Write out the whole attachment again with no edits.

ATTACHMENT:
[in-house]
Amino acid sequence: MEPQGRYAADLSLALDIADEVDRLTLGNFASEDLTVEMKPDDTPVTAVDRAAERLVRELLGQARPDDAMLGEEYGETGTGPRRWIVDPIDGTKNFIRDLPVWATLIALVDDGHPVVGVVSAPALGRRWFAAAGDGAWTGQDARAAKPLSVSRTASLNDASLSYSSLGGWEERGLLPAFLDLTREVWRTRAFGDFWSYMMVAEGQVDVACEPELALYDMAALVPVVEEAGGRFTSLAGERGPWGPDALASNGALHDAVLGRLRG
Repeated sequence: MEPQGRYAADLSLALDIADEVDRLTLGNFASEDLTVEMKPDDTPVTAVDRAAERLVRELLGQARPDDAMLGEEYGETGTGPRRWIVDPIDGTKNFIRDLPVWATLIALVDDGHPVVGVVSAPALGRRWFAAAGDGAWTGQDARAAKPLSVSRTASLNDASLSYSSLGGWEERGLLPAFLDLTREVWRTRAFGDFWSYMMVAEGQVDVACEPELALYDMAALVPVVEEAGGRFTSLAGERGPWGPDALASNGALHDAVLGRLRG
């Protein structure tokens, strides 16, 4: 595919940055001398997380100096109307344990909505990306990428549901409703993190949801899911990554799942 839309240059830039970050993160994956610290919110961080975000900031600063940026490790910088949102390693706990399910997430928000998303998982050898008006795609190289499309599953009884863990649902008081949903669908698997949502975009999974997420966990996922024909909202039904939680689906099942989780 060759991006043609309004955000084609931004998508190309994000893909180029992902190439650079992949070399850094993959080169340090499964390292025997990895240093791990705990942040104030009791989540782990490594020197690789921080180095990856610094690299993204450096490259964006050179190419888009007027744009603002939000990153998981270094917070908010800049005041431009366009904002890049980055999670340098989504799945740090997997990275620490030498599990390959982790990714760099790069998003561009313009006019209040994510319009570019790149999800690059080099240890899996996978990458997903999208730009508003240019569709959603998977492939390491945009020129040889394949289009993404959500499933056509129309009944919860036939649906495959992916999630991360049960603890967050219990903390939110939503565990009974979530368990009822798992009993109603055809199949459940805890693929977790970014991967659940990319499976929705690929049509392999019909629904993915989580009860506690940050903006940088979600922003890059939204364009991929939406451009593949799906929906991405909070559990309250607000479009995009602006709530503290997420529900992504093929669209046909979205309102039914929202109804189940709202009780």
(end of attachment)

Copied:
[in-house]
Amino acid sequence: MEPQGRYAADLSLALDIADEVDRLTLGNFASEDLTVEMKPDDTPVTAVDRAAERLVRELLGQARPDDAMLGEEYGETGTGPRRWIVDPIDGTKNFIRDLPVWATLIALVDDGHPVVGVVSAPALGRRWFAAAGDGAWTGQDARAAKPLSVSRTASLNDASLSYSSLGGWEERGLLPAFLDLTREVWRTRAFGDFWSYMMVAEGQVDVACEPELALYDMAALVPVVEEAGGRFTSLAGERGPWGPDALASNGALHDAVLGRLRG
Repeated sequence: MEPQGRYAADLSLALDIADEVDRLTLGNFASEDLTVEMKPDDTPVTAVDRAAERLVRELLGQARPDDAMLGEEYGETGTGPRRWIVDPIDGTKNFIRDLPVWATLIALVDDGHPVVGVVSAPALGRRWFAAAGDGAWTGQDARAAKPLSVSRTASLNDASLSYSSLGGWEERGLLPAFLDLTREVWRTRAFGDFWSYMMVAEGQVDVACEPELALYDMAALVPVVEEAGGRFTSLAGERGPWGPDALASNGALHDAVLGRLRG
């Protein structure tokens, strides 16, 4: 595919940055001398997380100096109307344990909505990306990428549901409703993190949801899911990554799942 839309240059830039970050993160994956610290919110961080975000900031600063940026490790910088949102390693706990399910997430928000998303998982050898008006795609190289499309599953009884863990649902008081949903669908698997949502975009999974997420966990996922024909909202039904939680689906099942989780 060759991006043609309004955000084609931004998508190309994000893909180029992902190439650079992949070399850094993959080169340090499964390292025997990895240093791990705990942040104030009791989540782990490594020197690789921080180095990856610094690299993204450096490259964006050179190419888009007027744009603002939000990153998981270094917070908010800049005041431009366009904002890049980055999670340098989504799945740090997997990275620490030498599990390959982790990714760099790069998003561009313009006019209040994510319009570019790149999800690059080099240890899996996978990458997903999208730009508003240019569709959603998977492939390491945009020129040889394949289009993404959500499933056509129309009944919860036939649906495959992916999630991360049960603890967050219990903390939110939503565990009974979530368990009822798992009993109603055809199949459940805890693929977790970014991967659940990319499976929705690929049509392999019909629904993915989580009860506690940050903006940088979600922003890059939204364009991929939406451009593949799906929906991405909070559990309250607000479009995009602006709530503290997420529900992504093929669209046909979205309102039914929202109804189940709202009780």